Here’s something straight from the horse’s mouth.
Horses need shoes, too.
Lucky for them, and their owners, Kwantlen Polytechnic University has a thriving farrier training program offered out of its Cloverdale campus, through the faculty of trades and technology. And with the rodeo in Cloverdale this weekend, business could be booming.
Aaron Maida, 26, is a Surrey resident, apprentice farrier and program assistant at KPU’s nine-month-long program. He uses a traditional forge, hammers and tongs to get the job done in a barn at KPU’s Cloverdale campus.
“Few people realize that horses still need shoes that have to be made by hand,” Maida says, adding no machines can do this job. “It still requires human touch and effort.”
Having grown up around horses – his mom is a trainer – Maida joined KPU’s program in 2014 and hasn’t looked back.
Maida says the first time he forged a shoe, it was “the greatest feeling, to see all of my hard work and long hours spent practicing come together and watch that horse trot off happily.”
It’s an age-old profession, but by no means an anachronism.
Maida’s a busy man, juggling work between the school and his own clients. “It’s been pretty hectic the last month or so – I haven’t really had a day off, it’s been just one thing after another, you know.”
Maida is often asked about the History Channel’s popular show, Forged in Fire.
“There’s definitely more awareness nowadays since that show’s come out, of what exactly it is we do.”
How many clients does KPU have on its six-week rotation?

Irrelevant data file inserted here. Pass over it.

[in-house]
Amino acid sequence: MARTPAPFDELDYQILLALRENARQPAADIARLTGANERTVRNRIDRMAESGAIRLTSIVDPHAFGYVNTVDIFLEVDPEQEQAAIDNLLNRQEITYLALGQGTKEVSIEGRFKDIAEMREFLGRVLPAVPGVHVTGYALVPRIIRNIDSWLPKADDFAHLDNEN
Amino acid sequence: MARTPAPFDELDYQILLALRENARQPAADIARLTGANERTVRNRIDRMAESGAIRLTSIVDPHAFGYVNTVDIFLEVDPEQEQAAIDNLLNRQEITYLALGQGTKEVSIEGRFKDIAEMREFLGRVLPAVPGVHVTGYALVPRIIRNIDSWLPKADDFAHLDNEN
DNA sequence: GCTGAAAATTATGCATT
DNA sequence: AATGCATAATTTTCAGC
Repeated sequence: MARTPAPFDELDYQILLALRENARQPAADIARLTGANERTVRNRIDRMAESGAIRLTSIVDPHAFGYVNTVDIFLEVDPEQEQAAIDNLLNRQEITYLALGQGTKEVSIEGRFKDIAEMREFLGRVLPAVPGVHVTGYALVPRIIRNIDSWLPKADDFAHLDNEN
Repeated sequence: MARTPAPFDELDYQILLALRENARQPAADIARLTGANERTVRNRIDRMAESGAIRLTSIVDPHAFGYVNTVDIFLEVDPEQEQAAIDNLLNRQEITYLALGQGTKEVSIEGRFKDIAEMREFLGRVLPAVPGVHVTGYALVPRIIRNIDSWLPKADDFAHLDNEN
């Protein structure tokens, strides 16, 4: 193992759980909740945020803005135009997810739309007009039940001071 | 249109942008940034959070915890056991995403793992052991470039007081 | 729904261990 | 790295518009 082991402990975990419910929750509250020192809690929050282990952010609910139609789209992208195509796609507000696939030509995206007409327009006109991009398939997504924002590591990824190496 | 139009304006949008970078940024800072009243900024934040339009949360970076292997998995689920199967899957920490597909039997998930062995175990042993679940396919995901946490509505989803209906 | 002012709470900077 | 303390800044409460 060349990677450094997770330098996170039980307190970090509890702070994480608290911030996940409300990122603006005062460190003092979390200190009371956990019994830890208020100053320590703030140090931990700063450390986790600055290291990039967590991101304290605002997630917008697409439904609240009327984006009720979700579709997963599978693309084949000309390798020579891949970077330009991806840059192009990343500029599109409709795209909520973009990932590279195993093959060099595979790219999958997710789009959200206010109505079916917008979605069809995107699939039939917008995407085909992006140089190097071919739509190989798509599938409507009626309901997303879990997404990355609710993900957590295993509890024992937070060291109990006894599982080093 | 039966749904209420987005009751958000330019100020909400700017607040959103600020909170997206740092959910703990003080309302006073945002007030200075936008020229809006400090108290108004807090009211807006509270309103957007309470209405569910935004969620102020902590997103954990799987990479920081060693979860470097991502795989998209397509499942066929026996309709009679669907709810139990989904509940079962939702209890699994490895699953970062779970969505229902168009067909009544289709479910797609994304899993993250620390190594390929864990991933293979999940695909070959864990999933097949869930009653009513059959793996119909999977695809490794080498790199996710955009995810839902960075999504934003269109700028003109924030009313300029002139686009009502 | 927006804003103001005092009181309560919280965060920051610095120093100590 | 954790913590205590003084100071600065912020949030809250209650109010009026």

“I want to say 40 to 50, without really sitting down and counting,” Maida says. “About every six weeks we’ll see the same clients, because that’s about the cycle you need to put new shoes on a horse, every six weeks or so.”
He’s also done a bit of toolmaking as well as knives, like in the TV show.
“Everybody who does this trade kind of gets their hand at practicing knives, especially the guys you know, everybody wants to make knives because y’know, we’re dudes, that’s what we do, right?
“We make different pairs of tongs, sometimes we’ll make hammers, make stamps and pritchels for punching the horseshoe nails through. There’s no limit to what we can make. The sky’s the limit; if you’ve got the imagination, you can do anything, really.”
Maida said a skilled farrier can make a pair of horseshoes in about 10 minutes. The average price for a set of four horseshoes is about $170.
Tatiana Tomljanovic, of KPU’s communications department, says while farriers are specialists in equine hoof care, blacksmithing and fitting shoes, students also learn about horse anatomy and biology.
“The work is physically intense and requires focus and concentration,” says Tomljanovic.
Local ranchers and riders bring their horse to KPU’s barn on a six-week rotation for regular hoof care and maintenance, Tomljanovic adds.
“The students each have their own forge right in the barn and work on the horses under the watchful eye of Maida and award-winning lead instructor and farrier Gerard Laverty.”